Gone are the days of deep and meaningful political discourse. Most of us get our news from highly politicized sources with a clearly staked-out a political viewpoint informing and coloring all content. If you agree with the political viewpoint of the source you’re reading, you’ll likely agree with the content. If you disagree with the political viewpoint, you’ll likely stop reading and move on to more agreeable content. Bottom line: find your tribe and stick with it; no need to reason with people from another tribe because they just don’t get it.
We feel safe having real political discussions within our tribe, but political discussions with other tribes are fraught with danger and are best avoided. She’s a Trump supporter. How can we be friends? He’s got a Socialist bumpersticker on his car. I don’t want anything to do with him! It’s a common problem in our world where we have lost the art of reasoned discussion. Why have we lost it? Because it’s hard and requires real thinking, patience, focus and effort. It requires us to suppress deeply engrained instincts about the Other. It’s so much easier to just call the Other Side names (aka the good old ad hominem attack) and slap a label on them or question their motives, intelligence or loyalty to the Constitution. And then move on.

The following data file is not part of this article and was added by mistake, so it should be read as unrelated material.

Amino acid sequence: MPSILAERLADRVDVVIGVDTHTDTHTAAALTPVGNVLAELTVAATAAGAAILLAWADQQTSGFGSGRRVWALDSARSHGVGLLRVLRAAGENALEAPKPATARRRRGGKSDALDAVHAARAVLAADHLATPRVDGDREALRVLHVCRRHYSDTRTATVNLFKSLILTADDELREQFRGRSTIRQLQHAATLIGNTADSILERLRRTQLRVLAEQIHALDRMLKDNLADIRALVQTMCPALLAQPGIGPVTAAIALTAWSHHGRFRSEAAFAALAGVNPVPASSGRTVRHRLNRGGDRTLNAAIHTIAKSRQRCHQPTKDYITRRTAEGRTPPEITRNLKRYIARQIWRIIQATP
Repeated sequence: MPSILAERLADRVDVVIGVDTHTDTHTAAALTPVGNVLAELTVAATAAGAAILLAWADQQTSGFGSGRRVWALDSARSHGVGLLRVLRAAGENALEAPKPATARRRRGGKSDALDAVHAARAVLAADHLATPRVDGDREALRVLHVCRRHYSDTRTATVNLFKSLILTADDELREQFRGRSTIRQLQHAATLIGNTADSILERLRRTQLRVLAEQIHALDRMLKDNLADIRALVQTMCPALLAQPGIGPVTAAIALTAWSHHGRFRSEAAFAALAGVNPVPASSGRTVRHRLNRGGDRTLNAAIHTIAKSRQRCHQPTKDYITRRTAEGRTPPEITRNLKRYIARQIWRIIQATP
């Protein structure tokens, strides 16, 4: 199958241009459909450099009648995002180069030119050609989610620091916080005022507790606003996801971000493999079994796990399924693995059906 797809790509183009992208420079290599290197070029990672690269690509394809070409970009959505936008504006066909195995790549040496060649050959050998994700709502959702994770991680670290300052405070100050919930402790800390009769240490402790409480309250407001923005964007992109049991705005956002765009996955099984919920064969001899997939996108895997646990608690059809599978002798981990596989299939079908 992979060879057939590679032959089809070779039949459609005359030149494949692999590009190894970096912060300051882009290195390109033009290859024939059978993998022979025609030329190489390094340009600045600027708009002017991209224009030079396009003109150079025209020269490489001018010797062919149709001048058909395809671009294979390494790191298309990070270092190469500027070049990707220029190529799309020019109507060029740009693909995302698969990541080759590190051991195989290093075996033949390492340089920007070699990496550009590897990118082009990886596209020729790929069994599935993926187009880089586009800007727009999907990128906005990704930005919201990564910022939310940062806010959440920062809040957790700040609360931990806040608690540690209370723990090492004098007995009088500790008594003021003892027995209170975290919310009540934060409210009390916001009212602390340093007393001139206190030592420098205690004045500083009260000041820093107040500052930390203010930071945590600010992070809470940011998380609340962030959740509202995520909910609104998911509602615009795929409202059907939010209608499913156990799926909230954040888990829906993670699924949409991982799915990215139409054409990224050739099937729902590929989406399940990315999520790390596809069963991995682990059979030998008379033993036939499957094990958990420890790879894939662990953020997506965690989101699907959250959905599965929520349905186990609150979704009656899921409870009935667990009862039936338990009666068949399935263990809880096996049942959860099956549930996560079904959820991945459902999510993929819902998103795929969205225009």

It’s not just a problem that pops up in casual conversations at the checkout line at Walmart. It happens at the highest levels of our political institutions for all too see. Politicians on both sides of the spectrum push for more political tribalism because they rightly perceive that it’s in their short-term personal political advantage.
The problem is, in the long-run, democracies are built on dialog. As we find ourselves increasingly in a world where real political dialog is no longer possible, the future of the Republic is indeed in danger.